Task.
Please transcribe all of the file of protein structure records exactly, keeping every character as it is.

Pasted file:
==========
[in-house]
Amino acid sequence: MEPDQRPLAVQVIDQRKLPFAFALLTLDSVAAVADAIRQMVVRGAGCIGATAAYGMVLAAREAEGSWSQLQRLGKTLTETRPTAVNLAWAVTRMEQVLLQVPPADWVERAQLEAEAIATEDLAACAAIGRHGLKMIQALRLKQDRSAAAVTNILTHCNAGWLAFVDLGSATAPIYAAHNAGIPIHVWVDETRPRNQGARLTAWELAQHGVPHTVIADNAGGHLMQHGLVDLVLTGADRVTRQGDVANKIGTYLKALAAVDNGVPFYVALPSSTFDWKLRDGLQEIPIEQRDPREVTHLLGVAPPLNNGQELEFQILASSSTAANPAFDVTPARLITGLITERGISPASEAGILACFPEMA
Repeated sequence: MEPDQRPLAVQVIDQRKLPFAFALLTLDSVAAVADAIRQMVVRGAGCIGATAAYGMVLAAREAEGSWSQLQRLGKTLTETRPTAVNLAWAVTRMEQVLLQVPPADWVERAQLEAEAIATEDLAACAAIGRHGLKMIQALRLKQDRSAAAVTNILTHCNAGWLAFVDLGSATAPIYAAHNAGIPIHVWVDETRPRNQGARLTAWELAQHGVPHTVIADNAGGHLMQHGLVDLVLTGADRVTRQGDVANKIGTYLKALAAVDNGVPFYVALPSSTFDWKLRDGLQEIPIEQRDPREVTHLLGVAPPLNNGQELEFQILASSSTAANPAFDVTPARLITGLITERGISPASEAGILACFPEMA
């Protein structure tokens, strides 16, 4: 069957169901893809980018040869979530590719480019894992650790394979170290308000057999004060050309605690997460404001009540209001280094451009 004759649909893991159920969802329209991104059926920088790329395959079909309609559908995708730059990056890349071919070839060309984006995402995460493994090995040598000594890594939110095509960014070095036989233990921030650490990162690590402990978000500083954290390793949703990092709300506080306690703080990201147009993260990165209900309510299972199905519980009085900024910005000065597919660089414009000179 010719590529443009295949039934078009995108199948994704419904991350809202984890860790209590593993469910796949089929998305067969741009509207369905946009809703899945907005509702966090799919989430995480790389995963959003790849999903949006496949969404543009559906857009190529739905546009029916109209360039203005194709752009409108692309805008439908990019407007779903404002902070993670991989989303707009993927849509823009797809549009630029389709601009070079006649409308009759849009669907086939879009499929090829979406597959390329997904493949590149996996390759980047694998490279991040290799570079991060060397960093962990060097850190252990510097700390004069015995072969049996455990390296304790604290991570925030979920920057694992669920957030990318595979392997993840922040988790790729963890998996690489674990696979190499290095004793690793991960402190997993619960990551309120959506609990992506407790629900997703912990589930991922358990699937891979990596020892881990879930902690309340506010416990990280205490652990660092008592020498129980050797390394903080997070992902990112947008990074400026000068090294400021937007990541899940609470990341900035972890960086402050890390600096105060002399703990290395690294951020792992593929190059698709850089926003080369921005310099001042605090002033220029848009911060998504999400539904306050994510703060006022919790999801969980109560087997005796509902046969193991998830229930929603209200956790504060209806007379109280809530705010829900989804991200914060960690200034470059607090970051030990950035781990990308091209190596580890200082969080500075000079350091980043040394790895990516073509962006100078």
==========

[in-house]
Amino acid sequence: MEPDQRPLAVQVIDQRKLPFAFALLTLDSVAAVADAIRQMVVRGAGCIGATAAYGMVLAAREAEGSWSQLQRLGKTLTETRPTAVNLAWAVTRMEQVLLQVPPADWVERAQLEAEAIATEDLAACAAIGRHGLKMIQALRLKQDRSAAAVTNILTHCNAGWLAFVDLGSATAPIYAAHNAGIPIHVWVDETRPRNQGARLTAWELAQHGVPHTVIADNAGGHLMQHGLVDLVLTGADRVTRQGDVANKIGTYLKALAAVDNGVPFYVALPSSTFDWKLRDGLQEIPIEQRDPREVTHLLGVAPPLNNGQELEFQILASSSTAANPAFDVTPARLITGLITERGISPASEAGILACFPEMA
Repeated sequence: MEPDQRPLAVQVIDQRKLPFAFALLTLDSVAAVADAIRQMVVRGAGCIGATAAYGMVLAAREAEGSWSQLQRLGKTLTETRPTAVNLAWAVTRMEQVLLQVPPADWVERAQLEAEAIATEDLAACAAIGRHGLKMIQALRLKQDRSAAAVTNILTHCNAGWLAFVDLGSATAPIYAAHNAGIPIHVWVDETRPRNQGARLTAWELAQHGVPHTVIADNAGGHLMQHGLVDLVLTGADRVTRQGDVANKIGTYLKALAAVDNGVPFYVALPSSTFDWKLRDGLQEIPIEQRDPREVTHLLGVAPPLNNGQELEFQILASSSTAANPAFDVTPARLITGLITERGISPASEAGILACFPEMA
């Protein structure tokens, strides 16, 4: 069957169901893809980018040869979530590719480019894992650790394979170290308000057999004060050309605690997460404001009540209001280094451009 004759649909893991159920969802329209991104059926920088790329395959079909309609559908995708730059990056890349071919070839060309984006995402995460493994090995040598000594890594939110095509960014070095036989233990921030650490990162690590402990978000500083954290390793949703990092709300506080306690703080990201147009993260990165209900309510299972199905519980009085900024910005000065597919660089414009000179 010719590529443009295949039934078009995108199948994704419904991350809202984890860790209590593993469910796949089929998305067969741009509207369905946009809703899945907005509702966090799919989430995480790389995963959003790849999903949006496949969404543009559906857009190529739905546009029916109209360039203005194709752009409108692309805008439908990019407007779903404002902070993670991989989303707009993927849509823009797809549009630029389709601009070079006649409308009759849009669907086939879009499929090829979406597959390329997904493949590149996996390759980047694998490279991040290799570079991060060397960093962990060097850190252990510097700390004069015995072969049996455990390296304790604290991570925030979920920057694992669920957030990318595979392997993840922040988790790729963890998996690489674990696979190499290095004793690793991960402190997993619960990551309120959506609990992506407790629900997703912990589930991922358990699937891979990596020892881990879930902690309340506010416990990280205490652990660092008592020498129980050797390394903080997070992902990112947008990074400026000068090294400021937007990541899940609470990341900035972890960086402050890390600096105060002399703990290395690294951020792992593929190059698709850089926003080369921005310099001042605090002033220029848009911060998504999400539904306050994510703060006022919790999801969980109560087997005796509902046969193991998830229930929603209200956790504060209806007379109280809530705010829900989804991200914060960690200034470059607090970051030990950035781990990308091209190596580890200082969080500075000079350091980043040394790895990516073509962006100078």